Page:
Olivier Roy at PostGlobal

Olivier Roy

Paris, France

Olivier Roy is a senior researcher at the CNRS (French National Center for Scientific Research). He currently lectures at the Ecole des Hautes Etudes en Sciences Sociales (EHESS) and the Institut d'Etudes Politiques (IEP) in Paris and has acted as consultant to the French Foreign Ministry (Center for Analysis and Forecast) since 1984. Olivier Roy was also a consultant with UNOCA on Afghanistan in 1988, special OSCE representative to Tajikistan (August 1993 to February 1994) and headed the OSCE Mission for Tajikistan from February to October 1994. He is also the author of Globalized Islam, published by Columbia University Press. Close.

Olivier Roy

Paris, France

Olivier Roy is a senior researcher at the CNRS (French National Center for Scientific Research). more »

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China and Global Threats

China is less interested in international security because it feels far less insecure than other countries. It is too big to really suffer from a single nuclear strike coming from a small rogue state; it can bear terrorist actions without a public opinion uproar against the government.

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All Comments (7)

Stacy Davies:

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Sean:

Tom Mueller is a confused person. There is no parallell between North Korea and Taiwan. South Korea (in Tom Mueller's logic) was China, then Taiwan was developing nuclear bomb against the USA and Japan??? Hello, anyone there?! South Koreans have no problem with nuclear bombs (they know these bombs will never be used against them - just China repeatedly said it will never use nuclear weapons against Taiwan) - in fact, most of them are proud of it - just like Iranians are so supportive of their nuclear development and the regime in Tehran knows it well. Many small town folks in America always undeestimate the power of nationalism (Vietnam, Cuba, China, Korea, for example) and our past involvements in the conflicts in these nations have been proven to be total diasters. I think our elected leaders in the administration and in Congress should go overseas more often and learn a foreign language and immerse themselves in other cultures. Then they will have different perspectives about the world around them.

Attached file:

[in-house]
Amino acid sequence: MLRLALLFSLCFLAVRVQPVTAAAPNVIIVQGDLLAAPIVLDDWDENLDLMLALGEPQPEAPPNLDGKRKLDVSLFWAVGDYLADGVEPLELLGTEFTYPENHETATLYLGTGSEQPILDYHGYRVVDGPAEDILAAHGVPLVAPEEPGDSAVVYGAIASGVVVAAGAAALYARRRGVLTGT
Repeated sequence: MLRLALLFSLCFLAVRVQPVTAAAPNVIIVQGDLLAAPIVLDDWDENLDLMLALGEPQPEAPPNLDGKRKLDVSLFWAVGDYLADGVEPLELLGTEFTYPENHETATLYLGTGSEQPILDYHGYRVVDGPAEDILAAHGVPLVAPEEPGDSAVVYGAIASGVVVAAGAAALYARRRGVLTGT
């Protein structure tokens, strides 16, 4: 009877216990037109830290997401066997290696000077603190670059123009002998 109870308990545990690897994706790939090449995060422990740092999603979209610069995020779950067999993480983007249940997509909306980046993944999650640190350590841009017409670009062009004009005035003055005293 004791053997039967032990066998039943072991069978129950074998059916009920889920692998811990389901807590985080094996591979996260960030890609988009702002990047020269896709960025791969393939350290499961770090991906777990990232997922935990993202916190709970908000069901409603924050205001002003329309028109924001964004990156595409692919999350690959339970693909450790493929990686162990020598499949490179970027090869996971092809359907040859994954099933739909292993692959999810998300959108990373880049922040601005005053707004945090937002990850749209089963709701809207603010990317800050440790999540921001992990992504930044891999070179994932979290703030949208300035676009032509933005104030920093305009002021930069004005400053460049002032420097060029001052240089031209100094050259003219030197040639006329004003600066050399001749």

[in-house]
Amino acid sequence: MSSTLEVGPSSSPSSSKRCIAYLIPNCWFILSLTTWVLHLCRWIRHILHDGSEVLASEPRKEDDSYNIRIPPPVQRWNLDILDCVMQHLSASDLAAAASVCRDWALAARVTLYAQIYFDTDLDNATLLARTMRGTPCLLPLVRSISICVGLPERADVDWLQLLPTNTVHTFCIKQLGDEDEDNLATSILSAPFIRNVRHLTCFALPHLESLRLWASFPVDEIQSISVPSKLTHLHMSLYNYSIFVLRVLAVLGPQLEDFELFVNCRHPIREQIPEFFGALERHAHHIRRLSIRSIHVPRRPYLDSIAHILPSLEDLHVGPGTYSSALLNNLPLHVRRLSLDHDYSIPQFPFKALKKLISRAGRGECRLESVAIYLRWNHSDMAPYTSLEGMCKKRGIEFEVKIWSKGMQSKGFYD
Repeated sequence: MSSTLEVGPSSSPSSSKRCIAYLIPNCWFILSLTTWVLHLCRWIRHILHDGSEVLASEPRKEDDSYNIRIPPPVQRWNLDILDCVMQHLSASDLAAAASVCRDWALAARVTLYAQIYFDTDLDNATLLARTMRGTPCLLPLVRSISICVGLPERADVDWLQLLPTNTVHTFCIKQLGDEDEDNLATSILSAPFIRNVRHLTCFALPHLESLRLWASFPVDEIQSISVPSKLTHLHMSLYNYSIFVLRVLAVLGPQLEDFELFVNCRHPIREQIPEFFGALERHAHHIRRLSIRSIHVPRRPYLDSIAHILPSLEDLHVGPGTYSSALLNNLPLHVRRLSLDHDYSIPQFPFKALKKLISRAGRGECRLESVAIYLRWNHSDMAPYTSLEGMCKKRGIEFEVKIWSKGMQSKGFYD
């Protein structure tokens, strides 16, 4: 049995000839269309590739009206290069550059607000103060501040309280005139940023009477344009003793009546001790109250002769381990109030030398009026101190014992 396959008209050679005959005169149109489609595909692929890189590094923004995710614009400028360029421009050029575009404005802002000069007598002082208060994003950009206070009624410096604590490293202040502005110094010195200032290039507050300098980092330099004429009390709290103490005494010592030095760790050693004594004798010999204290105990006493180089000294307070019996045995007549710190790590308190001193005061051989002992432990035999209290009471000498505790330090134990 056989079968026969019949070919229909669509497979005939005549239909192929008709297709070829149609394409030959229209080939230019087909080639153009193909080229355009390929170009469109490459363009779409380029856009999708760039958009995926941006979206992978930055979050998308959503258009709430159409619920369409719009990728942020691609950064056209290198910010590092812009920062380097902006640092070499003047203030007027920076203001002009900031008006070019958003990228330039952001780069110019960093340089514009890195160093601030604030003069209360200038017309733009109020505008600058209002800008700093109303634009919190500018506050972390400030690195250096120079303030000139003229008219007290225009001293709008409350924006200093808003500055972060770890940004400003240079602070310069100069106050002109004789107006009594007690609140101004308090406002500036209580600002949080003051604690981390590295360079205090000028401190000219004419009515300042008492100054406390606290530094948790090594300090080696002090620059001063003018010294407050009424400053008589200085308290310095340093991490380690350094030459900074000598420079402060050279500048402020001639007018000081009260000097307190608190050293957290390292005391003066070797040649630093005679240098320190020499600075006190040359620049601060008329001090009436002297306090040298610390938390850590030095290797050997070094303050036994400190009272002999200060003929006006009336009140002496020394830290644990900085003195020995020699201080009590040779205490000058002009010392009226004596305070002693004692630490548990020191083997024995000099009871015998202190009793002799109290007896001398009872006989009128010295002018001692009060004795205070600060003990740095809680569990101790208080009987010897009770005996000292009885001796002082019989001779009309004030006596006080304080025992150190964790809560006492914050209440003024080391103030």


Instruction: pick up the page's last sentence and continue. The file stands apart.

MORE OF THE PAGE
Doug D:

Mr. Tom Mueller clearly still lives in the cold war era and is a big fan of boycotting Olympic games. I don't know how you define parallels, but has Japan claimed NK part of Japan lately?

Paul Rath:

The depth of China's involvement in North Korea is unkown in the West. There are NY Times, no Judith Miller's, No Pentagon Papers to reveal their Machavellian dealings. China should fear a North Korean nuclear weapon more than the US, after all, they share a border and millions of ethnic Koreans - yet China seems to have no fear. This is because they know that the present DPRK regime exists because they want it to.

Tom Mueller:

China's support of North Korea is a direct and indirect threat (through sales of wmd and delivery system technology) to Japan, the USA, and others. China must pay a price for allowing North Korea to become a nuclear power, just as the USA would have paid a price if it had allowed Taiwan to become a nuclear power in the 1960s.
To begin with, the USA and Japan should highlight the parallels between North Korea and Taiwan. Both are the smaller parts of divided countries that feel threatened by their larger neighbors. Let Taiwan become a nuclear power. Do you think that China will call for patience and calm diplomacy over many years! Hah!
Secondly, the USA and Japan should pressure China through non-military means. They can threaten to boycott China's 2008 Olympic Games.

John Whitman:

Mr. Boman's comment is far closer to the truth than the experts - and certainly than the naive public pronouncements of the Bush administration. China's traditional interest in Korea is as a buffer against Japan. The current sitution, where the ROK is increasingly committed to engagement with the North and increasingly linked by trade with China, suits the PRC to a t. China won't let the DPRK collapse, and it will continue to tease the ROK by paying lip service to unification. The Chinese are gambling that the DPRK nuclear threat won't push Japan to rearmament, or that when it does, the PRC will be too far ahead for it too matter. So far they have been right.

Art Boman:

China sees North Korea as a buffer to America (American as manifested in the strong allies of Japan and South Korea). This is all they see, not a dangerous rogue state.

China does not want North Korea to fall - as they fear it will re-unite with South Korea and the whole country will be free, democratic, a strong ally of USA, and on the Chinese border.

Also, China does not want to give North Korea what it wants - which is talks with the US - for approximately the same reason.

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